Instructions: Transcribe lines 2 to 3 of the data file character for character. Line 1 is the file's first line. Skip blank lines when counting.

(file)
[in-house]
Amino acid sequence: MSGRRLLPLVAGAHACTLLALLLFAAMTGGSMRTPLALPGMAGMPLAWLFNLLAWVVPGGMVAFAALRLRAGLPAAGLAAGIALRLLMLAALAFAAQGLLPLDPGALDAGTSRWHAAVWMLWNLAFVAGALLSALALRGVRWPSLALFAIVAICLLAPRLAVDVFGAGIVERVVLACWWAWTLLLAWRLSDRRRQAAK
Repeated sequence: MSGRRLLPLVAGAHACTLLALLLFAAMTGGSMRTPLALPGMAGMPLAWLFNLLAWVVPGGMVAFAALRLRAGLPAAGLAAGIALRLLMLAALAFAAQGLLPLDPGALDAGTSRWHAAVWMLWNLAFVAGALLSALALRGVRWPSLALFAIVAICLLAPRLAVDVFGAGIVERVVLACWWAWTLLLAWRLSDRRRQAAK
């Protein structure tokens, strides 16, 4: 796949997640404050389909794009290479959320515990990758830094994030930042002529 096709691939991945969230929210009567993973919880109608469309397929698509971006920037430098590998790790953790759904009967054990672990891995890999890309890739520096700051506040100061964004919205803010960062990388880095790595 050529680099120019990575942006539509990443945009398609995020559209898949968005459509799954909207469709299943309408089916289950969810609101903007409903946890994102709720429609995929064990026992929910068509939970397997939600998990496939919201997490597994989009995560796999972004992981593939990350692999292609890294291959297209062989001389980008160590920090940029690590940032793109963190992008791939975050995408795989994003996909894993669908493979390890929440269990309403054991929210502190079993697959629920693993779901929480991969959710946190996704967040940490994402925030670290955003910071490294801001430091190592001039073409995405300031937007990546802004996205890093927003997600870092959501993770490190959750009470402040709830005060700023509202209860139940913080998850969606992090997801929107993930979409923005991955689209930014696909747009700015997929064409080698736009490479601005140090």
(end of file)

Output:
Amino acid sequence: MSGRRLLPLVAGAHACTLLALLLFAAMTGGSMRTPLALPGMAGMPLAWLFNLLAWVVPGGMVAFAALRLRAGLPAAGLAAGIALRLLMLAALAFAAQGLLPLDPGALDAGTSRWHAAVWMLWNLAFVAGALLSALALRGVRWPSLALFAIVAICLLAPRLAVDVFGAGIVERVVLACWWAWTLLLAWRLSDRRRQAAK
Repeated sequence: MSGRRLLPLVAGAHACTLLALLLFAAMTGGSMRTPLALPGMAGMPLAWLFNLLAWVVPGGMVAFAALRLRAGLPAAGLAAGIALRLLMLAALAFAAQGLLPLDPGALDAGTSRWHAAVWMLWNLAFVAGALLSALALRGVRWPSLALFAIVAICLLAPRLAVDVFGAGIVERVVLACWWAWTLLLAWRLSDRRRQAAK